Exposure to a common chemical group found in many household products may delay or even prevent a woman from becoming pregnant, a new study says.
Phthalates can lower a woman’s odds of becoming pregnant by up to 18% in any given month, researchers report in the journal Environmental Health Perspectives.
Phthalates are chemicals found in products like shampoo, makeup, soaps, hair sprays, toys, vinyl flooring and medical devices.
These chemicals are known “endocrine disruptors,” substances that can influence and alter the way hormones function in the human body.
“Phthalates are ubiquitous endocrine disruptors and we’re exposed to them every day,” lead researcher Carrie Nobles said in a news release. She’s an assistant professor of environmental health sciences in the University of Massachusetts Amherst School of Public Health and Health Sciences.
For their study, Nobles and her colleagues analyzed data on more than 1,200 women who were followed through six menstrual cycles as they attempted to get pregnant, as part of previous research on the effect of low-dose aspirin on birth rates.
“We were able to look at some environmental exposures like phthalates and how that relates to how long it takes to get pregnant,” Nobles said. “There was detailed data for each menstrual cycle, so we had a good handle on the date of ovulation and the timing of pregnancy when that happened.”
The body breaks phthalates down into simpler substances called metabolites that are excreted in urine, giving researchers a chance to track phthalate levels in a person’s body.
The research team looked at 20 specific phthalate metabolites found in the women’s bodies.
“We saw a general trend toward it taking longer to get pregnant across the phthalates we looked at,” Nobles said. “As exposure got higher, we saw more and more of an effect.”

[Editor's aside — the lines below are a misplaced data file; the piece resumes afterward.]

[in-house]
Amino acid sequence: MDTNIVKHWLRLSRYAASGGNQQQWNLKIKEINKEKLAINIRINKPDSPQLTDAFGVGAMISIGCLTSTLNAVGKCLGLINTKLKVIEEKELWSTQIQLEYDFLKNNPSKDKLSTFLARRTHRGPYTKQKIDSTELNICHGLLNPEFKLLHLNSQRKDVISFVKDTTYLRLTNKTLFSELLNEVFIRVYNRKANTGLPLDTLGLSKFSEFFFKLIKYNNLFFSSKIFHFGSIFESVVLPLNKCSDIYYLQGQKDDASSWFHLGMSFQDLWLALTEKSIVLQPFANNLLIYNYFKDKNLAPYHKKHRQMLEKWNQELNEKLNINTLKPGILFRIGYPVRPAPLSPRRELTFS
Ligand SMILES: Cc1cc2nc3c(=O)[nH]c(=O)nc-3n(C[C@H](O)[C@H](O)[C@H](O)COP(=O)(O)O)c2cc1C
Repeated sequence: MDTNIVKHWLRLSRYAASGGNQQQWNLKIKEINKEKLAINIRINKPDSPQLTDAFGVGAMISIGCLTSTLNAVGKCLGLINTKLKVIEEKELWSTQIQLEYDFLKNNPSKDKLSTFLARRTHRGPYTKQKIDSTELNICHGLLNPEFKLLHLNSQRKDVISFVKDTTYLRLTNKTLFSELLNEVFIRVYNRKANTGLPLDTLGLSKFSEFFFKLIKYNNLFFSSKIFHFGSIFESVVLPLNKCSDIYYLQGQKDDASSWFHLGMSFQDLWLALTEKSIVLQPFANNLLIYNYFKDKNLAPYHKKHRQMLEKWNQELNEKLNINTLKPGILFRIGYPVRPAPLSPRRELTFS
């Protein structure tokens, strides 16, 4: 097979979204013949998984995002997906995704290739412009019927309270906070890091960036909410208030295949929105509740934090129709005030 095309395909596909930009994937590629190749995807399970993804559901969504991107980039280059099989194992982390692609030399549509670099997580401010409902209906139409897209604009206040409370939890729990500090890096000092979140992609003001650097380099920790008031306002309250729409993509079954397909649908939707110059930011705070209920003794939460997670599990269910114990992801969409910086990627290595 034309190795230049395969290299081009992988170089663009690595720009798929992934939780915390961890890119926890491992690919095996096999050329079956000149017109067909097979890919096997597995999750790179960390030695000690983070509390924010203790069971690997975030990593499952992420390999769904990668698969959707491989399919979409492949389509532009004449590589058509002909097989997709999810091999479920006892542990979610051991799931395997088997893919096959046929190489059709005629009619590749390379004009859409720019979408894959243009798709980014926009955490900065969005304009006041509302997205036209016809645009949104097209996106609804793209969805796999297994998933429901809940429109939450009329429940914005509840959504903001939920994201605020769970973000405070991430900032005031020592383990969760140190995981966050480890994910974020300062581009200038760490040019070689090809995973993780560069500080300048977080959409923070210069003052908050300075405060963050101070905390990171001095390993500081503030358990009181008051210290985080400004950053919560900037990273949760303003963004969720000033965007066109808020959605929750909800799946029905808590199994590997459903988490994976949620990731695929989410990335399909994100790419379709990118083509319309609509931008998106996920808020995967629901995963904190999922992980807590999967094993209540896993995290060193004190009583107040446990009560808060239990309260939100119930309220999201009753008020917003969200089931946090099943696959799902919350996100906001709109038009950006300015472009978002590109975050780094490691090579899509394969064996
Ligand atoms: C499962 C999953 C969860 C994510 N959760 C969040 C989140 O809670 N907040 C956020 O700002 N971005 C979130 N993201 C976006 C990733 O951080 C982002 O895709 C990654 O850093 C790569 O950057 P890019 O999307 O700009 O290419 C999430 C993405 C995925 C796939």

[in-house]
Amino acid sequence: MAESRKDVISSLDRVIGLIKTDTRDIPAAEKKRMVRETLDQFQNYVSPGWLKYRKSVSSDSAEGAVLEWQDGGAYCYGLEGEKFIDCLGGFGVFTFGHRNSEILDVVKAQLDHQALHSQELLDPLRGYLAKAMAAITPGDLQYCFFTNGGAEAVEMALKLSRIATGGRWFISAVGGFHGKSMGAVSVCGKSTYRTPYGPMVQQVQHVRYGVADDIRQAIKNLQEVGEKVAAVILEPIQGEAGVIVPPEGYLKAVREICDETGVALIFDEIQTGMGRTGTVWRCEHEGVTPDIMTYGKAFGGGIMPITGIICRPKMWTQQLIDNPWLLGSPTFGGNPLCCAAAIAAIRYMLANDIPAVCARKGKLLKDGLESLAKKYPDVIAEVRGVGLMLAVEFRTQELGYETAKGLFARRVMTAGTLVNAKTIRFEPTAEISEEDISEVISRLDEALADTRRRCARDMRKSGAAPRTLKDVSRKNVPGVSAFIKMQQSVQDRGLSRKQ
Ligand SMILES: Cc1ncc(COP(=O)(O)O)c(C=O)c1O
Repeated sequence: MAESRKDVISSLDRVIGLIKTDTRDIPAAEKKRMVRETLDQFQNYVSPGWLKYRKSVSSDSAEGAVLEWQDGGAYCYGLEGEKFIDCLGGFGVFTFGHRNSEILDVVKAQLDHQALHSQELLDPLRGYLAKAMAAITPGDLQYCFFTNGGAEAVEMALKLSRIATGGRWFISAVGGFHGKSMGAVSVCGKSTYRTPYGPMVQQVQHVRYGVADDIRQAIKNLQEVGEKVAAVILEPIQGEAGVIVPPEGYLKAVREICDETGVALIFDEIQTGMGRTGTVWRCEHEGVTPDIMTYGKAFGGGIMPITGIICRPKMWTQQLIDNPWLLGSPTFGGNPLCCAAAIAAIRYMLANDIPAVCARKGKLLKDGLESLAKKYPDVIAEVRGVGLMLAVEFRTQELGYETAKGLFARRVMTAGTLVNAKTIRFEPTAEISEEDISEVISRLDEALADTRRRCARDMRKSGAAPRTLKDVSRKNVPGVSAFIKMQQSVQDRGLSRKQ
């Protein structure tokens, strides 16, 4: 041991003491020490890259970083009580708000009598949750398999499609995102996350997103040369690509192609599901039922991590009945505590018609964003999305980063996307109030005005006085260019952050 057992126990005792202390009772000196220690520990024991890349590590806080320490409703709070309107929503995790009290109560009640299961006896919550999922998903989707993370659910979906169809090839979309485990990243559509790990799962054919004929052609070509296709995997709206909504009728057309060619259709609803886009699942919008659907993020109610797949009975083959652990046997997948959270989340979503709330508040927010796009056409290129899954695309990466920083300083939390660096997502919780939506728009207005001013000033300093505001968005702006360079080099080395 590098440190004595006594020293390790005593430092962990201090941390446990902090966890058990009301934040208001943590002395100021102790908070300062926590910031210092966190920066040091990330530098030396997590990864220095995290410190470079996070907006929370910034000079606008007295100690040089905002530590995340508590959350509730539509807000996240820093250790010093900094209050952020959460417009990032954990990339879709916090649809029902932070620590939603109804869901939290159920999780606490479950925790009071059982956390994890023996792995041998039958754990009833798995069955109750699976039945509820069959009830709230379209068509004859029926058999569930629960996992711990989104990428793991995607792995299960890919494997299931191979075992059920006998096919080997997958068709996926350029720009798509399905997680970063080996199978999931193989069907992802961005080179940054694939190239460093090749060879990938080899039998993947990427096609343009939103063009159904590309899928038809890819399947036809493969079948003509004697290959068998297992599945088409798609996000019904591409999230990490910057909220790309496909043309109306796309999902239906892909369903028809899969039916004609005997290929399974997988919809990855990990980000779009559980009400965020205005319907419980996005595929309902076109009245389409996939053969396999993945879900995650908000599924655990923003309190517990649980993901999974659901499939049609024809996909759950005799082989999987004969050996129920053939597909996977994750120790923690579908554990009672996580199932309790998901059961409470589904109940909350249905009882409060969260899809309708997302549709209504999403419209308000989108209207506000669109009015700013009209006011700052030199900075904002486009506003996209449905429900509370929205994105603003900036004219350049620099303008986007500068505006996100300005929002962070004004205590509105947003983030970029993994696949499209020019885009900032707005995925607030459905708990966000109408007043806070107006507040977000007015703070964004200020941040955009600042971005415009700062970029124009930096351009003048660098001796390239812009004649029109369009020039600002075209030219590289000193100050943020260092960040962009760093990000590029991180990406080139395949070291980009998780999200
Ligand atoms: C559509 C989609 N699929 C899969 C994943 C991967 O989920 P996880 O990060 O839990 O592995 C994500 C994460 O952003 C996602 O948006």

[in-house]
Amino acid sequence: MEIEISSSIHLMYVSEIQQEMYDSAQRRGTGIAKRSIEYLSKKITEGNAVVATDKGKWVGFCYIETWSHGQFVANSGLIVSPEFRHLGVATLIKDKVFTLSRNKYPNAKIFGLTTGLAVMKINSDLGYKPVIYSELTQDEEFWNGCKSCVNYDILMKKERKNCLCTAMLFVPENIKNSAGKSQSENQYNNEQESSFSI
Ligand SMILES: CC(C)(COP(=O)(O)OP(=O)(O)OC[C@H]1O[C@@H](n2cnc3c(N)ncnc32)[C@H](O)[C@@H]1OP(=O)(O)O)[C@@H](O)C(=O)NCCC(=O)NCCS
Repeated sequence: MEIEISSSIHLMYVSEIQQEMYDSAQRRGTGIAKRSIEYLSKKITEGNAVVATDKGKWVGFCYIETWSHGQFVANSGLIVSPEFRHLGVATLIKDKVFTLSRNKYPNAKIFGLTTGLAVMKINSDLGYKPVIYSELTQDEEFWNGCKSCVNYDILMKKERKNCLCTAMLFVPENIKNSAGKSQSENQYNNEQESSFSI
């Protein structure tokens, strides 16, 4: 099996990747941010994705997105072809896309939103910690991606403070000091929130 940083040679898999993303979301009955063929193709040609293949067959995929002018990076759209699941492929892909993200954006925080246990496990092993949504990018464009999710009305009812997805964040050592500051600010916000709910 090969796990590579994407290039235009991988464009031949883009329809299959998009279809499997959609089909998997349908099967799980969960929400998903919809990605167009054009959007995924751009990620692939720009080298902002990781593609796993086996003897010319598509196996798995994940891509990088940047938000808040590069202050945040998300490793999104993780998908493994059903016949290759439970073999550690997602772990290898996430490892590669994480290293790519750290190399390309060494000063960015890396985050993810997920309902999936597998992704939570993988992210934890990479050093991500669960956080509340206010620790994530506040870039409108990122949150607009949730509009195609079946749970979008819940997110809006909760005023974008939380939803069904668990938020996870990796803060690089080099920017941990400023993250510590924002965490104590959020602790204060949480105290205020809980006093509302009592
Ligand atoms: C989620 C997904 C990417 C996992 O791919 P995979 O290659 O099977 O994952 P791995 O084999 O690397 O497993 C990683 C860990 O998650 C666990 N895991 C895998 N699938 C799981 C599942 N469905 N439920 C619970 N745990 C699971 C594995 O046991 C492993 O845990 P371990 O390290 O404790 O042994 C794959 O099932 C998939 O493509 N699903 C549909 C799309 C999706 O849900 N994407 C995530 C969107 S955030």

They also identified three specific compounds that were most strongly associated with taking longer to get pregnant, Nobles said.
Mono-(2-ethylhexyl) phthalate was associated with a 12% lower chance of getting pregnant during a monthly cycle; mono-benzyl phthalate with a 15% lower chance; and mono-butyl phthalate with an 18% lower chance.
Researchers also found that women with higher levels of exposure had higher levels of inflammation, which could affect their ability to get pregnant.
Women with high phthalate levels also had lower levels of the female hormone estradiol and higher levels of follicle-stimulating hormone across their menstrual cycles, researchers said. Both hormones play an important role in ovulation and the early establishment of pregnancy.
“This profile – estradiol staying low and follicle-stimulating hormone staying high – is actually something that we see in women who have ovarian insufficiency, which can happen with age as well as due to some other factors,” Nobles said. “Ovulation just isn’t happening as well as it used to.”
Women can read consumer product labels and look for phthalate-free options, but the chemicals are everywhere in the environment and hard to avoid.
People are typically exposed to phthalates by eating and drinking foods that have contacted products containing the chemicals, according to the U.S. Centers for Disease Control and Prevention (CDC).
European countries ban or severely restrict the use of certain phthalates, researchers noted, but the U.S. has no formal prohibitions on their use.
These findings add to the evidence that phthalate exposure has a negative effect on women’s reproductive health, Nobles said.
“Maybe we want to think differently about our regulatory system and how we identify important exposures that are having adverse effects on whether people can get pregnant and have a healthy pregnancy,” she said.
The U.S. Centers for Disease Control and Prevention has more about phthalates.
SOURCE: University of Massachusetts Amherst, news release, Dec. 13, 2023
What This Means For You
Women trying to get pregnant should consider limiting their exposure to phthalates, if possible.
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